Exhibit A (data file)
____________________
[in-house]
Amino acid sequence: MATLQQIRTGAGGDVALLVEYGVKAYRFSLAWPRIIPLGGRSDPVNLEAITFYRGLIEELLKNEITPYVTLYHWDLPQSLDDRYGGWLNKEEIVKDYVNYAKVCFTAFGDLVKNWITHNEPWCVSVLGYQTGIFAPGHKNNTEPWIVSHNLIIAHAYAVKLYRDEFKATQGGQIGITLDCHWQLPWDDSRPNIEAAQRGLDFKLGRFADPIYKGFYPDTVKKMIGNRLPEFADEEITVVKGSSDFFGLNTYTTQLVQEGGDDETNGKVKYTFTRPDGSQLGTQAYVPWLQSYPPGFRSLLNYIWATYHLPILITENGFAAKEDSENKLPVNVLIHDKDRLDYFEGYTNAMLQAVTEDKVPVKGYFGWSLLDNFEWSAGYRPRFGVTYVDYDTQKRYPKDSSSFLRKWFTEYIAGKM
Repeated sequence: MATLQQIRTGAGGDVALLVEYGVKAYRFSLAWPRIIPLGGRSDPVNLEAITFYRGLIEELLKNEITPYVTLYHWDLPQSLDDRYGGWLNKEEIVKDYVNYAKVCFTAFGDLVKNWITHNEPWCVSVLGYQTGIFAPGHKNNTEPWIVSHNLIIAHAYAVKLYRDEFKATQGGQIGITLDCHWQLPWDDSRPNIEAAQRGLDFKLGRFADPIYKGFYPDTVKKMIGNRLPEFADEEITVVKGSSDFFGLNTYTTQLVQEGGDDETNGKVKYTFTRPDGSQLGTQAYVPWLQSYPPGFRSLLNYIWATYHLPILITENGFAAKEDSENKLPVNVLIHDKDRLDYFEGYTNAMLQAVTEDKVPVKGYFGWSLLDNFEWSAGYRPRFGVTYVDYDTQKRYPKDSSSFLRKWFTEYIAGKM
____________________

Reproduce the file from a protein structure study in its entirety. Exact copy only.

[in-house]
Amino acid sequence: MATLQQIRTGAGGDVALLVEYGVKAYRFSLAWPRIIPLGGRSDPVNLEAITFYRGLIEELLKNEITPYVTLYHWDLPQSLDDRYGGWLNKEEIVKDYVNYAKVCFTAFGDLVKNWITHNEPWCVSVLGYQTGIFAPGHKNNTEPWIVSHNLIIAHAYAVKLYRDEFKATQGGQIGITLDCHWQLPWDDSRPNIEAAQRGLDFKLGRFADPIYKGFYPDTVKKMIGNRLPEFADEEITVVKGSSDFFGLNTYTTQLVQEGGDDETNGKVKYTFTRPDGSQLGTQAYVPWLQSYPPGFRSLLNYIWATYHLPILITENGFAAKEDSENKLPVNVLIHDKDRLDYFEGYTNAMLQAVTEDKVPVKGYFGWSLLDNFEWSAGYRPRFGVTYVDYDTQKRYPKDSSSFLRKWFTEYIAGKM
Repeated sequence: MATLQQIRTGAGGDVALLVEYGVKAYRFSLAWPRIIPLGGRSDPVNLEAITFYRGLIEELLKNEITPYVTLYHWDLPQSLDDRYGGWLNKEEIVKDYVNYAKVCFTAFGDLVKNWITHNEPWCVSVLGYQTGIFAPGHKNNTEPWIVSHNLIIAHAYAVKLYRDEFKATQGGQIGITLDCHWQLPWDDSRPNIEAAQRGLDFKLGRFADPIYKGFYPDTVKKMIGNRLPEFADEEITVVKGSSDFFGLNTYTTQLVQEGGDDETNGKVKYTFTRPDGSQLGTQAYVPWLQSYPPGFRSLLNYIWATYHLPILITENGFAAKEDSENKLPVNVLIHDKDRLDYFEGYTNAMLQAVTEDKVPVKGYFGWSLLDNFEWSAGYRPRFGVTYVDYDTQKRYPKDSSSFLRKWFTEYIAGKM